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How I Would Describe Life in One Word as Someone With BPD

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A friend of mine came up to me today and said, “Describe life in just one word.”

He waited, anticipating responses such as Hope. Love. Fun. Travel.

Without a moment’s hesitation and with fiery eyes, I blurted out, “Survival!”

That’s what life is for me. Survival. When you live with borderline personality disorder (BPD), you can’t possibly plan for the next year, the next month or even the next week. For me, it’s all about getting through the next 24 hours.

Twenty-four hours often seems like an eternity. This is especially true if you go through a roller coaster of emotions in a matter of minutes. It’s all you can do to maintain some semblance of normalcy and not let yourself be forcefully taken on the most devastating of rides.

Sure, I have it all. Beauty. Brains. Talent. Skill. Supportive friends. People who care. What I don’t have is me. I have no sense of identity, and I am almost too scared of myself. I know how awful I can be (without realizing it at the time of course) when am in the midst of a crisis. I sometimes hide away from the world, simply so that one less person will be hurt.

I wake up each day wondering when the switch will be flicked on or off  in my mind, making suddenly even existing too hard a task. In fact, I’ve learned to work around this, by identifying when I’m in a “can do” mood and making sure I supercharge my day by accomplishing all I can in those precious few moments. God forbid I’m in the midst of something hectic or exceptionally stressful when my mood takes it’s next swing! For only I know how embarrassing it is to break down into tears or burst into rage, when I was perfectly capable and confident just a few minutes before.

I have a house, friends, family and a good job, one where I can utilize my attention to detail, my determination and my mathematical prowess. Yet, every day is survival. I need to be able to put up the front that shows confidently what my professional skills can achieve for my organization and our clients. I need to ensure I look up at the ceiling just before the first tear drips out of my eye (a trick my therapist told me).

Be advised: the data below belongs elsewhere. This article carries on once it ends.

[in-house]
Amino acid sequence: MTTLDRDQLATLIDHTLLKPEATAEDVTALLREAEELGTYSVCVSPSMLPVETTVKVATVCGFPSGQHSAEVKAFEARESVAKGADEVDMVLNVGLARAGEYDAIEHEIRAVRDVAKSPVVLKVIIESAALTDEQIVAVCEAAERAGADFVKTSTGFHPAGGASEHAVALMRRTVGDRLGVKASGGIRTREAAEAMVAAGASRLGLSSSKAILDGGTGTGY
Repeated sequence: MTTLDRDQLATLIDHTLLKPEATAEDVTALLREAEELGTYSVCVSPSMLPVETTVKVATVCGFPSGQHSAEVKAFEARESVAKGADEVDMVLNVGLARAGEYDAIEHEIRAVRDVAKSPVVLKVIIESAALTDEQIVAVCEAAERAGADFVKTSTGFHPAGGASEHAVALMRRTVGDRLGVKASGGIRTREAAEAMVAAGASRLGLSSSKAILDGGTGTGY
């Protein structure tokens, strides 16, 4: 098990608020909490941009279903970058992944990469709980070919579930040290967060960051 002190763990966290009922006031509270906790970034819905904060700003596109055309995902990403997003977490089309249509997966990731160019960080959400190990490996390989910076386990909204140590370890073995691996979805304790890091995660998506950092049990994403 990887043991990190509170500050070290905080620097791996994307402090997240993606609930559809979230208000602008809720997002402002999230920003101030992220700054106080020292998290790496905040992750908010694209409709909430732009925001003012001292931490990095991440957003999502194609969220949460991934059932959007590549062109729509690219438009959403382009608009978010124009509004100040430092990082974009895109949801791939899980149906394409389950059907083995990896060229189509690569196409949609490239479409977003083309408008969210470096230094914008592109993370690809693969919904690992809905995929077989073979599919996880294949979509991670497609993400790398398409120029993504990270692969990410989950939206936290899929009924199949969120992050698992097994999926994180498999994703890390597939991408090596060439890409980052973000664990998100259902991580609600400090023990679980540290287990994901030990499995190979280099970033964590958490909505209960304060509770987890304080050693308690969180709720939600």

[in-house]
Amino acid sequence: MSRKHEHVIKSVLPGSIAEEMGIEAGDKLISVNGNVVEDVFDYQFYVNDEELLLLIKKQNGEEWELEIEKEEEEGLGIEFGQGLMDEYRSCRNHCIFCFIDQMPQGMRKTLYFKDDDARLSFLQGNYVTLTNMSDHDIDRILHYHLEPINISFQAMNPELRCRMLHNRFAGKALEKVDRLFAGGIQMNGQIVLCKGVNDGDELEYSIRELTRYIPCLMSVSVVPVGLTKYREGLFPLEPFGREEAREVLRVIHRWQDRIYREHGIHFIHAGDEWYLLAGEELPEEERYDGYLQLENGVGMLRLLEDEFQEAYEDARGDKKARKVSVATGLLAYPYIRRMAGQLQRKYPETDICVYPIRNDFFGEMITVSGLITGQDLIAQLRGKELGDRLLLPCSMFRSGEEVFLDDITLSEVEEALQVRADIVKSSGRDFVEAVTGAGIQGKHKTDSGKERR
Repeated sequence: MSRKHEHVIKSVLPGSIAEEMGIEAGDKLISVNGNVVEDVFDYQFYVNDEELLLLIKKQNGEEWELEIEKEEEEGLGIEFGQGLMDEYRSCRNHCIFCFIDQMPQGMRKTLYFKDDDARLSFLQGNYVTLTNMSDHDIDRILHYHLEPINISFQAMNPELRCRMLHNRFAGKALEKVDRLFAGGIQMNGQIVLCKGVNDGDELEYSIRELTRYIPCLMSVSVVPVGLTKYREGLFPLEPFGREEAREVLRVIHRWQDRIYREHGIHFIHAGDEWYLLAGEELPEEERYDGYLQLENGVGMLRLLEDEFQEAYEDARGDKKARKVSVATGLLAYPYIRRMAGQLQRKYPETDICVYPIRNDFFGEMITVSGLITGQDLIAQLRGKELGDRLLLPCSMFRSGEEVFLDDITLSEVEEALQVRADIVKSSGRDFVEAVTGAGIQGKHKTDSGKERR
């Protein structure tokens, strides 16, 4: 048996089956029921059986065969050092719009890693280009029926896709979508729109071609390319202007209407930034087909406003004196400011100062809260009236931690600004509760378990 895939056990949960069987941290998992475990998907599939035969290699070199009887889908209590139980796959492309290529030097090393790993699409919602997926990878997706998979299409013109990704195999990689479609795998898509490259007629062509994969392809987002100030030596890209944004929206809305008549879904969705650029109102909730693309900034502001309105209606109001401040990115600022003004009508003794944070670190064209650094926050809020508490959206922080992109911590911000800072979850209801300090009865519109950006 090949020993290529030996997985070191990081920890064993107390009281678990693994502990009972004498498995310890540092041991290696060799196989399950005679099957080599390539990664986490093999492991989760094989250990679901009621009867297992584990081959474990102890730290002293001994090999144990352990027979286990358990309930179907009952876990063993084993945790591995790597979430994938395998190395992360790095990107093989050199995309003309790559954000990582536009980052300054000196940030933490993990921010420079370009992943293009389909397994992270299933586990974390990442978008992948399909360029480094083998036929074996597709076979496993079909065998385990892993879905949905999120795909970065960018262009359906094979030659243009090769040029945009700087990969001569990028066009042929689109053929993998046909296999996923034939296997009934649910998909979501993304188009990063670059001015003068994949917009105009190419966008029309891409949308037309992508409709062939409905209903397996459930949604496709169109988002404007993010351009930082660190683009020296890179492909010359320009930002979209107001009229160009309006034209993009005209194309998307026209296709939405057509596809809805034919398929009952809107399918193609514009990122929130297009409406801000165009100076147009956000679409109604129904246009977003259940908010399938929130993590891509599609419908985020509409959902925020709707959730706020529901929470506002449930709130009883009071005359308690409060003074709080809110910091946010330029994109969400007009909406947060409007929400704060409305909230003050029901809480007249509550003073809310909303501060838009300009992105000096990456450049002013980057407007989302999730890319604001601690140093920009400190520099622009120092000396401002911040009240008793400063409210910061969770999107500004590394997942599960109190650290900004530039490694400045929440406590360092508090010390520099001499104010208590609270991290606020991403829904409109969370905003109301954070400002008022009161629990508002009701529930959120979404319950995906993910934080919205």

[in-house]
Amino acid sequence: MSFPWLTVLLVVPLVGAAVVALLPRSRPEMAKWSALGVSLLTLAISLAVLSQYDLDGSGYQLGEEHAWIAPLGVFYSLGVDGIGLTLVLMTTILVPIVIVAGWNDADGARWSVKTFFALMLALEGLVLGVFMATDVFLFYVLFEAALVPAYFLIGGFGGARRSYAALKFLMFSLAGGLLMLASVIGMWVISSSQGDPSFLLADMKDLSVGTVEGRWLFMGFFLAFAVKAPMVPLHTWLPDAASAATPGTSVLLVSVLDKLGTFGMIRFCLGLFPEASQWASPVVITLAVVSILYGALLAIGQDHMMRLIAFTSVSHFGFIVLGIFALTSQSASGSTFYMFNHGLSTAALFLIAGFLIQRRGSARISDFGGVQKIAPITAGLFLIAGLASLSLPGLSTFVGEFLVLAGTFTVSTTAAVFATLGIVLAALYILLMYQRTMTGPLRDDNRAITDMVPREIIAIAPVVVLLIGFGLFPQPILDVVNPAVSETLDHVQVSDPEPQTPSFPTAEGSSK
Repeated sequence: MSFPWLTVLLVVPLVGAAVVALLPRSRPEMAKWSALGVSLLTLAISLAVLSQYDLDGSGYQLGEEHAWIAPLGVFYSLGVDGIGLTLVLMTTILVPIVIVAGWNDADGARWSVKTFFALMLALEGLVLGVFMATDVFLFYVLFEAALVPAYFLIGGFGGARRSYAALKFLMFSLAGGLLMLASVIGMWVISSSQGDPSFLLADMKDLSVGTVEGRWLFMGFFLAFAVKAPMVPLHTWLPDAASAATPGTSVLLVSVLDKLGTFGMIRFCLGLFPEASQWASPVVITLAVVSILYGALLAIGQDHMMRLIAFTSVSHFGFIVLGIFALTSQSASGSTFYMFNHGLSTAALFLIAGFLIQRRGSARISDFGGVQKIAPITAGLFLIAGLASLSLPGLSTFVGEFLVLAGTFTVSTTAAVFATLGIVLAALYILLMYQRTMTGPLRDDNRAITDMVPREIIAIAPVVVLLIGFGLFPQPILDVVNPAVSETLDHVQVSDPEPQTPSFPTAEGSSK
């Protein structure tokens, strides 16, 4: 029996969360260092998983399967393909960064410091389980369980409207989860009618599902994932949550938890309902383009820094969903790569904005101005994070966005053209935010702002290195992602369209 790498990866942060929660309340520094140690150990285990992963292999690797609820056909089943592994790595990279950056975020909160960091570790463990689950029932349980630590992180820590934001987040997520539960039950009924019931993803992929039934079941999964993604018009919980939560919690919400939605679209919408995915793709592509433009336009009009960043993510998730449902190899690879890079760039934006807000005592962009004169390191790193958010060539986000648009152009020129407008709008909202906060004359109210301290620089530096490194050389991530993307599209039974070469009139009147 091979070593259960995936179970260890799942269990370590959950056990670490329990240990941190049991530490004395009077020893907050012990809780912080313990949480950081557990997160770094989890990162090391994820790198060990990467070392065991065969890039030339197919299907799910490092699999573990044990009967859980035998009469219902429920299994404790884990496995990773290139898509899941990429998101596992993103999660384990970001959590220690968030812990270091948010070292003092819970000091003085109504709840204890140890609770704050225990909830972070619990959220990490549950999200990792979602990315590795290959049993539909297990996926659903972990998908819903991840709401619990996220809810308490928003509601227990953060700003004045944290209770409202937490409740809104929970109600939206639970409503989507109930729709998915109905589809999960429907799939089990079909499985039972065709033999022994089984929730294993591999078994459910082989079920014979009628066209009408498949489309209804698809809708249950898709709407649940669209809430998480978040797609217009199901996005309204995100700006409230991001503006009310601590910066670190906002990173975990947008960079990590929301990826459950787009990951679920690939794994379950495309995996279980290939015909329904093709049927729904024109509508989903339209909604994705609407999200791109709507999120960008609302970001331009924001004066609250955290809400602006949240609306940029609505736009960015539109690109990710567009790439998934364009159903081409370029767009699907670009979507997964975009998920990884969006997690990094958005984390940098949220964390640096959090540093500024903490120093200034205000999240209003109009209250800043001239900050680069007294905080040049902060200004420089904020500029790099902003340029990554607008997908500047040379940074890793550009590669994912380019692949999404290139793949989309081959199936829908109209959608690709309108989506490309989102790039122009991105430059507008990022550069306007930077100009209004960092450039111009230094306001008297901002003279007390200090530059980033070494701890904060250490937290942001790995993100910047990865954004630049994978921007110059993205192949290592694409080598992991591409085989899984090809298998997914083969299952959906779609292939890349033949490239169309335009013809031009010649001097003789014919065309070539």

I need to be able to control my words, which often escape out of my mouth before I could even register the thought that preceded it. I need to be able to laugh, smile, say hello to everyone and make them feel validated and loved, when I can barely feel anything myself.

Most of all, I need to make sure no one finds out my “secret.” Everyone looks at you differently when they know you have an emotional dysregulation disorder. It’s not like they didn’t notice you struggled with your emotions before. They simply brushed it off saying, “She’s just quirky.” Now, just hearing the term makes you a monster or a weakling. Either way, you’re someone to be avoided at all costs.

People with BPD aren’t monsters. We’re not weak either. Yes, it makes us more prone to stress, which makes us more liable to be angry than assertive, more teary-eyed than happy-go-lucky, more pessimistic than realistic. That’s only when we’re stressed. When we’re rested (think regular sleep), refreshed (think less caffeine, more water), supported (think family and friends), we’re uniquely wonderful people. Some of the most caring, most intuitive, most empathetic, most helpful, most supportive, most smart, most logical and most confident individuals happen to be struggling with BPD or a similar disorder. This unique combination of traits often make for fantastic people to be around!

I know living with BPD is survival. Every hour I survive is an hour I worked hard to get through. Speaking for other BPD challengers, I am often much harder on myself than I need to be. I know I sometimes hurt those around me, and I really don’t want to. That’s why it’s survival. I get up and try again.

Going back to the encounter with my friend, he then asked me, “OK, perhaps at this moment, life for you is survival. But what would you like it to be again, in just one word?”

I thought about it for a moment and said, “Passion.”

When BPD no longer rules my life and I control it instead, life will be no longer be survival. It will be passion. Passion for friends. Passion for family. Passion for my career. Passion for fun. Passion for life. I know I’ll get there.

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Image via Thinkstock.

Originally published: December 2, 2016
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